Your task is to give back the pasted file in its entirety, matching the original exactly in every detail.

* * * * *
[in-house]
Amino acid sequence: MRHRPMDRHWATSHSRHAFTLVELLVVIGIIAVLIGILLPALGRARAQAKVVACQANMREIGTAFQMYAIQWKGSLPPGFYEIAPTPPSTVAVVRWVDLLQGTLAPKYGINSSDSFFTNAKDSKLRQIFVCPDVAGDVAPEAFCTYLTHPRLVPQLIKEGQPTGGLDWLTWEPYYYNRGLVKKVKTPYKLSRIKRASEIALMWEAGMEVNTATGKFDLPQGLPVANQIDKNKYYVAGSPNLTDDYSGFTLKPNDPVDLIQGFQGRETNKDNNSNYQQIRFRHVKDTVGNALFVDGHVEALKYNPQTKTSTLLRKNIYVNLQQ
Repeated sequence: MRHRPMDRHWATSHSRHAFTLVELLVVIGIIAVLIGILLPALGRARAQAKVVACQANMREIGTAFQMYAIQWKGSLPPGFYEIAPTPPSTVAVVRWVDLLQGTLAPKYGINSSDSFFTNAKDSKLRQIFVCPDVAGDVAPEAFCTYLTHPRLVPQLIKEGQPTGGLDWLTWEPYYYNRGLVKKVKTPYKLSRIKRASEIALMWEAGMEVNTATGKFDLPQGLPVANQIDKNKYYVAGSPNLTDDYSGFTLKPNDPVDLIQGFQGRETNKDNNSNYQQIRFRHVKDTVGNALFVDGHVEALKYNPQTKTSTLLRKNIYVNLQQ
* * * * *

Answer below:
[in-house]
Amino acid sequence: MRHRPMDRHWATSHSRHAFTLVELLVVIGIIAVLIGILLPALGRARAQAKVVACQANMREIGTAFQMYAIQWKGSLPPGFYEIAPTPPSTVAVVRWVDLLQGTLAPKYGINSSDSFFTNAKDSKLRQIFVCPDVAGDVAPEAFCTYLTHPRLVPQLIKEGQPTGGLDWLTWEPYYYNRGLVKKVKTPYKLSRIKRASEIALMWEAGMEVNTATGKFDLPQGLPVANQIDKNKYYVAGSPNLTDDYSGFTLKPNDPVDLIQGFQGRETNKDNNSNYQQIRFRHVKDTVGNALFVDGHVEALKYNPQTKTSTLLRKNIYVNLQQ
Repeated sequence: MRHRPMDRHWATSHSRHAFTLVELLVVIGIIAVLIGILLPALGRARAQAKVVACQANMREIGTAFQMYAIQWKGSLPPGFYEIAPTPPSTVAVVRWVDLLQGTLAPKYGINSSDSFFTNAKDSKLRQIFVCPDVAGDVAPEAFCTYLTHPRLVPQLIKEGQPTGGLDWLTWEPYYYNRGLVKKVKTPYKLSRIKRASEIALMWEAGMEVNTATGKFDLPQGLPVANQIDKNKYYVAGSPNLTDDYSGFTLKPNDPVDLIQGFQGRETNKDNNSNYQQIRFRHVKDTVGNALFVDGHVEALKYNPQTKTSTLLRKNIYVNLQQ